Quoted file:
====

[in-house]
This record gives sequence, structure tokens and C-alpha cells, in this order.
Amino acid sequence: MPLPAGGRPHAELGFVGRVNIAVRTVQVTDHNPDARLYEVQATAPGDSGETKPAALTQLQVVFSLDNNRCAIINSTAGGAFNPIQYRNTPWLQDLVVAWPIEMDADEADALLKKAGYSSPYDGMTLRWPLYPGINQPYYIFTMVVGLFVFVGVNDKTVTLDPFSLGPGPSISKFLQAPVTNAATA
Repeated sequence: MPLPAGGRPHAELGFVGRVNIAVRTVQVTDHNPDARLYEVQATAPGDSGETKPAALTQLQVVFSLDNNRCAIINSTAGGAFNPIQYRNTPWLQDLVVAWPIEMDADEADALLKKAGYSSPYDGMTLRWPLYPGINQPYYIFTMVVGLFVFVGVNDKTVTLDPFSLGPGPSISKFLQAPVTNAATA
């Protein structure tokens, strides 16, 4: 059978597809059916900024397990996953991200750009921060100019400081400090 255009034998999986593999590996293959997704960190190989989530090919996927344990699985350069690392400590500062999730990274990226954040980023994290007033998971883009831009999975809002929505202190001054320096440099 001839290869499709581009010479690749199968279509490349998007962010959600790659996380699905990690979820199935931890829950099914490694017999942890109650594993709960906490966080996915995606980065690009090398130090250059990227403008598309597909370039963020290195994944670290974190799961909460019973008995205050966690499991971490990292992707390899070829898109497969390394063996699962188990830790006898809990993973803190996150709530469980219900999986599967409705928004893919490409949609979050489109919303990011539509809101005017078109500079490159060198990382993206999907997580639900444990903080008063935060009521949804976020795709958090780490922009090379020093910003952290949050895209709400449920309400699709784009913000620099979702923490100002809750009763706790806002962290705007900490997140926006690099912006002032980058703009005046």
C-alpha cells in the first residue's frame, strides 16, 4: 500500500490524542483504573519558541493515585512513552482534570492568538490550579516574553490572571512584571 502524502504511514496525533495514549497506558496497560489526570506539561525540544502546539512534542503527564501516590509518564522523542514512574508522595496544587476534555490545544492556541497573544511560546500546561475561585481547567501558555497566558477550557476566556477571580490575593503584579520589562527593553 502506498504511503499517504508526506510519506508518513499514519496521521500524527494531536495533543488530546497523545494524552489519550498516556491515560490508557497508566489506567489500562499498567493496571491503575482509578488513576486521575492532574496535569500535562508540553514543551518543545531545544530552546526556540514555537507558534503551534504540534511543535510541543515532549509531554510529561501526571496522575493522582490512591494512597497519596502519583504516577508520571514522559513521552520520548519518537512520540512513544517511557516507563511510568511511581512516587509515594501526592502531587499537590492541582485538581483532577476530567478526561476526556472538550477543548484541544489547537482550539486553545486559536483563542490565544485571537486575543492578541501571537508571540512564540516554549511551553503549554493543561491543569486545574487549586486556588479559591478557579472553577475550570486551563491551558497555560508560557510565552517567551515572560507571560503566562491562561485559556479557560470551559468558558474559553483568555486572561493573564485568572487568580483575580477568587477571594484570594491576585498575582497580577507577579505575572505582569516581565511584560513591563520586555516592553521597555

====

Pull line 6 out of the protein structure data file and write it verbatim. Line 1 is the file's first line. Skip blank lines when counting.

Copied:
C-alpha cells in the first residue's frame, strides 16, 4: 500500500490524542483504573519558541493515585512513552482534570492568538490550579516574553490572571512584571 502524502504511514496525533495514549497506558496497560489526570506539561525540544502546539512534542503527564501516590509518564522523542514512574508522595496544587476534555490545544492556541497573544511560546500546561475561585481547567501558555497566558477550557476566556477571580490575593503584579520589562527593553 502506498504511503499517504508526506510519506508518513499514519496521521500524527494531536495533543488530546497523545494524552489519550498516556491515560490508557497508566489506567489500562499498567493496571491503575482509578488513576486521575492532574496535569500535562508540553514543551518543545531545544530552546526556540514555537507558534503551534504540534511543535510541543515532549509531554510529561501526571496522575493522582490512591494512597497519596502519583504516577508520571514522559513521552520520548519518537512520540512513544517511557516507563511510568511511581512516587509515594501526592502531587499537590492541582485538581483532577476530567478526561476526556472538550477543548484541544489547537482550539486553545486559536483563542490565544485571537486575543492578541501571537508571540512564540516554549511551553503549554493543561491543569486545574487549586486556588479559591478557579472553577475550570486551563491551558497555560508560557510565552517567551515572560507571560503566562491562561485559556479557560470551559468558558474559553483568555486572561493573564485568572487568580483575580477568587477571594484570594491576585498575582497580577507577579505575572505582569516581565511584560513591563520586555516592553521597555